Government of India is concerned at the breach of privacy of citizens of India on the messaging platform Whatsapp. We have asked Whatsapp to explain the kind of breach and what it is doing to safeguard the privacy of millions of Indian citizens. 1/4 pic.twitter.com/YI9Fg1fWro— Ravi Shankar Prasad (@rsprasad) October 31, 2019
Refusing to divulge identities or the exact number of those targeted in India, WhatsApp said it had in May stopped a highly sophisticated cyber-attack that exploited its video calling system to send malware to its users.
Spies could deploy the malware on a cellphone by getting the user to click on an “exploit link”, or even through a missed WhatsApp video call. The malware would allow NSO's clients - said to be governments and intelligence organisations - to secretly spy on a phone's owner, opening their digital lives up to official scrutiny.
The mobile messaging giant said it had sent a special WhatsApp message to approximately 1,400 users globally that it has "reason to believe were impacted by this attack to directly inform them about what happened".
While the messaging giant didn't disclose the details or the number of people affected in India, a WhatsApp spokesperson said: "Indian users were among those contacted by us this week" and added that the number was “not insignificant”.
WhatsApp has over 1.5 billion users globally, of which India alone accounts for about 400 million. The Facebook-owned firm on Tuesday filed a lawsuit in a California federal court against NSO Group.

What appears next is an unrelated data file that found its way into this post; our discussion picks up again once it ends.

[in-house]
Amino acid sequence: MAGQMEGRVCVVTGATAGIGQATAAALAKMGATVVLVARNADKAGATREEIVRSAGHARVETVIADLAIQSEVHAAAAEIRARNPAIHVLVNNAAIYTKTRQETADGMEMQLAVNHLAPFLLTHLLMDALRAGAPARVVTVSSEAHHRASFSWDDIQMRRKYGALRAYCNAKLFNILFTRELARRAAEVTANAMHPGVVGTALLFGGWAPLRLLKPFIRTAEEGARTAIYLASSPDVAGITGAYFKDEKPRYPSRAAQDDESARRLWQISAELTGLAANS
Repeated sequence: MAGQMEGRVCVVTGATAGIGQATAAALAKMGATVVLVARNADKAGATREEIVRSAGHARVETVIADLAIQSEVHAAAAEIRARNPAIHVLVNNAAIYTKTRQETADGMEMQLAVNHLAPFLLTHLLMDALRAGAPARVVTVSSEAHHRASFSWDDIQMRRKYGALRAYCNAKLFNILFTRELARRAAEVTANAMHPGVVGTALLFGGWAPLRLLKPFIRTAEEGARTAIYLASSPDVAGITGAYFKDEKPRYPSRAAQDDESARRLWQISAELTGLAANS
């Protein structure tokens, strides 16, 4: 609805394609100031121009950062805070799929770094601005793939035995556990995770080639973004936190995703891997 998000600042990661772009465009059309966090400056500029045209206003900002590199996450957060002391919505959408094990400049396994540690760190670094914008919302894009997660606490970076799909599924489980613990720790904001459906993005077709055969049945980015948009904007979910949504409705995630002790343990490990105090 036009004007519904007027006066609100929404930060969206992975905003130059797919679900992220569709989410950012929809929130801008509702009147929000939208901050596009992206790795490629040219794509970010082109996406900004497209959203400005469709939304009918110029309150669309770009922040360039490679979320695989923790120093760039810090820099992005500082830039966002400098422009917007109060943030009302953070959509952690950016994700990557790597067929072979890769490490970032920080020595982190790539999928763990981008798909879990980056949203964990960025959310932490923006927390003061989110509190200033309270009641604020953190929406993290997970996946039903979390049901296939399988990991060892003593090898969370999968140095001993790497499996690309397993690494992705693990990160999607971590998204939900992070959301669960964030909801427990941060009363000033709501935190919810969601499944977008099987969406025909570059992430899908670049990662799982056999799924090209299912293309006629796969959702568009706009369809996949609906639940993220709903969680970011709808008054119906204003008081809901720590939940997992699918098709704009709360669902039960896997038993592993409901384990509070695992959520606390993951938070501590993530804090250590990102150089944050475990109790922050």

NSO has denied the allegations made by WhatsApp. Stating that it will contend the allegations, it said: "the sole purpose of NSO is to provide technology to licenced government intelligence and law enforcement agencies to help them fight terrorism and serious crime".
Bhima Koregaon Link
Nagpur-based advocate Nihalsing Rathod, who represents several of the accused in the Bhima Koregaon case, told Huffpost and Scroll.in that his phone was targeted by Pegasus.
Rathod revealed that he was contacted by a senior researcher from the Toronto University’s CitizenLab informing him that he faced a “specific digital risk”. He showed screenshots of the message he received on October 7, 2019, telling him that his phone was impacted.
Lawyer Shalini Gera of the Jagdalpur Legal Aid Group, who represented Sudha Bharadwaj, one of the accused in the Bhima Koregaon case, said she too was impacted. She, too, was contacted by CitizenLab, a Canada-based cyber security group that is assisting WhatsApp in investigating the spyware attack.
Rathod further alleged that the incriminatory letters cited as evidence in the controversial case may have been planted by government agencies through the spyware.